Grosvenor Gardens Mews North is a cobbled cul-de-sac approached through its own arch off Ebury Street in Westminster. The Mews backs onto Eaton Row, another original/ surviving Mews. There are 16 properties in the Mews, used for residential and commercial purposes.
A high explosive bomb fell onto Lower Belgrave Street just below the Mews in World War II, meaning the properties within had to be rebuilt as a result of the damage that occurred. When the London Poverty Maps were published, the area was determined to have fairly comfortable living conditions and households with good ordinary earnings.
Grosvenor Gardens Mews North is part of Westminster City Council’s Grosvenor Gardens Conservation Area. First designated in 1970, the area has a mixed character with several differing areas of townscape. Tucked behind the grand terraces of the area and filling awkwardly shaped spaces are three sets of mews: Grosvenor Gardens East, North and South. These developments originally provided the stable yards for the residents of the main terraces. Overall, the simplicity of the mews architecture, their scale and enclosure gives them an intimate character and sense of privacy that is quite separate from the rest of the Conservation Area.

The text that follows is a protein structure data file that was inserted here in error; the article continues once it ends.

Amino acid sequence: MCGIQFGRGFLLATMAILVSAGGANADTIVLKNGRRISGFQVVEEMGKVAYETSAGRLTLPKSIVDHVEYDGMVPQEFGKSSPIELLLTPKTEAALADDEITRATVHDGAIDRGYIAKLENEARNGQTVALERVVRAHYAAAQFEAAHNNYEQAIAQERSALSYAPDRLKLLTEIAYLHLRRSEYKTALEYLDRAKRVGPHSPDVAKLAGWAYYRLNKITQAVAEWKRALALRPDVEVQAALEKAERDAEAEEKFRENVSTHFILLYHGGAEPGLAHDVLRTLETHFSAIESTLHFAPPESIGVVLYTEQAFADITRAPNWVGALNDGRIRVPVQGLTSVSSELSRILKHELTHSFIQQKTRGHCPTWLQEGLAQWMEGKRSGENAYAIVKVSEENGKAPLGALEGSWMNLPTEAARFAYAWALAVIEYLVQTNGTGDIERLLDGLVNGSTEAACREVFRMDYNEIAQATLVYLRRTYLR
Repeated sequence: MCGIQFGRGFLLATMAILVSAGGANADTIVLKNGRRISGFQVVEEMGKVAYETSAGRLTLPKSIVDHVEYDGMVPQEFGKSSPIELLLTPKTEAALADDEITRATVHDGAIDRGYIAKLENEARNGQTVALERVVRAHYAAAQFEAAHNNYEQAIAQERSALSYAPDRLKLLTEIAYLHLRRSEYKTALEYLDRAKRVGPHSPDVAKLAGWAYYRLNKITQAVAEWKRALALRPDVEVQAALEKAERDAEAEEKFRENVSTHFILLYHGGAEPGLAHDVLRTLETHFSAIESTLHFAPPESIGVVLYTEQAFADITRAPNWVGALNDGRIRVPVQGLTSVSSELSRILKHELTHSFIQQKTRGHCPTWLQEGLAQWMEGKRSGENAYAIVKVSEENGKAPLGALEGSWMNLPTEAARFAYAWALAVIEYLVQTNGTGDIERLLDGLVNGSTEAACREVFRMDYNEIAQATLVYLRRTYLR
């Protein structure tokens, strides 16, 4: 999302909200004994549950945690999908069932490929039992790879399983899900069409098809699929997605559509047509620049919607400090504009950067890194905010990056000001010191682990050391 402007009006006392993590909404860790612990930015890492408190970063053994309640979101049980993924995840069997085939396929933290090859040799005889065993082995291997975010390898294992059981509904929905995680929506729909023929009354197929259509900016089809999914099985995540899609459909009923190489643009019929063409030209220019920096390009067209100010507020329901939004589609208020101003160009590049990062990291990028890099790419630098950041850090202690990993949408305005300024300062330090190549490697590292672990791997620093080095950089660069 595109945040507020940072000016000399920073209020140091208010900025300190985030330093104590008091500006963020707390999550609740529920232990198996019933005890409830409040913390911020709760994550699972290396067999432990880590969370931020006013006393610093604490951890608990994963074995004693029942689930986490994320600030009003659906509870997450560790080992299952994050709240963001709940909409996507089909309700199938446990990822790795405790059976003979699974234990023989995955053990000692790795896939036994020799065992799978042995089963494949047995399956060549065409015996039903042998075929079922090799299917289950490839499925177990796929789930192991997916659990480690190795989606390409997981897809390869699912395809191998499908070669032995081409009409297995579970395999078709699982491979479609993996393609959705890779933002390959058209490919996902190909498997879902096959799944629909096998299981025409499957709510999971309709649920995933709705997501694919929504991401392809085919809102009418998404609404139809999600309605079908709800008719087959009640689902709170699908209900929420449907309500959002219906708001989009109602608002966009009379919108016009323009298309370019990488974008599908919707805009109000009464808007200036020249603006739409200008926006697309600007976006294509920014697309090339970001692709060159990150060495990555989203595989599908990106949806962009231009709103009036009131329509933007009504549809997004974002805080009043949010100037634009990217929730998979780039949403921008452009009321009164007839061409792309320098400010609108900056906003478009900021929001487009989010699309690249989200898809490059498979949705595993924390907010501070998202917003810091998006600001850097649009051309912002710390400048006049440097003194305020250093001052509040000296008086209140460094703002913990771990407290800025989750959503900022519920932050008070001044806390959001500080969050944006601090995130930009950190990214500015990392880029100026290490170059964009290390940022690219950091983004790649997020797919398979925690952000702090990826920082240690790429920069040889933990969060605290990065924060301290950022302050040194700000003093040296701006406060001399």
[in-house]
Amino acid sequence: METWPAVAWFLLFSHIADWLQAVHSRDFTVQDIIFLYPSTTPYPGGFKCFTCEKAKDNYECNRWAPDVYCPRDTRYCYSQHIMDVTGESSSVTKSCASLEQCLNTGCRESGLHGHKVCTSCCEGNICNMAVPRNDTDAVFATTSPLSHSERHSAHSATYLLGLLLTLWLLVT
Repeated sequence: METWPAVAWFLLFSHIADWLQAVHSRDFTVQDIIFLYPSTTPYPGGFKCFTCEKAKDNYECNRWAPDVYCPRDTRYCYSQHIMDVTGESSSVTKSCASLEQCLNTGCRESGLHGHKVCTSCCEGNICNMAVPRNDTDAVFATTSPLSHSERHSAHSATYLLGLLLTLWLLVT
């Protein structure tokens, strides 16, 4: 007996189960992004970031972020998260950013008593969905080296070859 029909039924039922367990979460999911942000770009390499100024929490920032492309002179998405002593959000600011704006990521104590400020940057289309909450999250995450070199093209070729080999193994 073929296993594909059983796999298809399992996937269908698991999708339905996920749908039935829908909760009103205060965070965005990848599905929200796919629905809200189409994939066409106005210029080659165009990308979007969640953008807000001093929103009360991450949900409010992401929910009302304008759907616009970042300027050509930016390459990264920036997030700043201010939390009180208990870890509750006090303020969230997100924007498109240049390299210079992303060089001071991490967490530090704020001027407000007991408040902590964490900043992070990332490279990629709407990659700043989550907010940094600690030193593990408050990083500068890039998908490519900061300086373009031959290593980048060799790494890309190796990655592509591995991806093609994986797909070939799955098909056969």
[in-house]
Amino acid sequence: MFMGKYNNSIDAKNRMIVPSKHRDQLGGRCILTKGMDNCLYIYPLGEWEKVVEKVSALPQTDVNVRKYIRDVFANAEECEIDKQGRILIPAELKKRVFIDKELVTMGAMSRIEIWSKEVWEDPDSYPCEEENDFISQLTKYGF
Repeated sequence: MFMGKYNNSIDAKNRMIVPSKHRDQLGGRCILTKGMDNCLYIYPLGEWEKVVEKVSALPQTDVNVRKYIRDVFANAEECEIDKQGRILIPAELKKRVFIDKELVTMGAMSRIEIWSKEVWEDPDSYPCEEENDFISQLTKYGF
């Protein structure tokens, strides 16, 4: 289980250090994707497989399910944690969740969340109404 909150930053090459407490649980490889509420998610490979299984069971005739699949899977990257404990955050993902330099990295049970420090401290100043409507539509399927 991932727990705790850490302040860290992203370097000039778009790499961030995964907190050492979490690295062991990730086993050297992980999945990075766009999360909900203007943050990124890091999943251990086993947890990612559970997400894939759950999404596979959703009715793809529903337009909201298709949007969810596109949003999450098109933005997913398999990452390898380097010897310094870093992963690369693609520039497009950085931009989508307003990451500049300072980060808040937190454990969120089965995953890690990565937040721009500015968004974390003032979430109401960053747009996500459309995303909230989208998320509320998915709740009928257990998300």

The Mews has three storey properties with a mixture of rendered and painted brickwork and mansard roof styles. The garages remain intact and are surrounded by a cobbled road surface.
The original purpose of the Mews was to provide stable/ coach house accommodation to the main houses on Grosvenor Gardens. Now, it is predominantly used for residential purposes though some commercial activity is still carried out to this day.
Many planning applications have been made since 2003 including roof extensions and changes to the fenestration. Conservation Area controls now apply to new development in the Mews.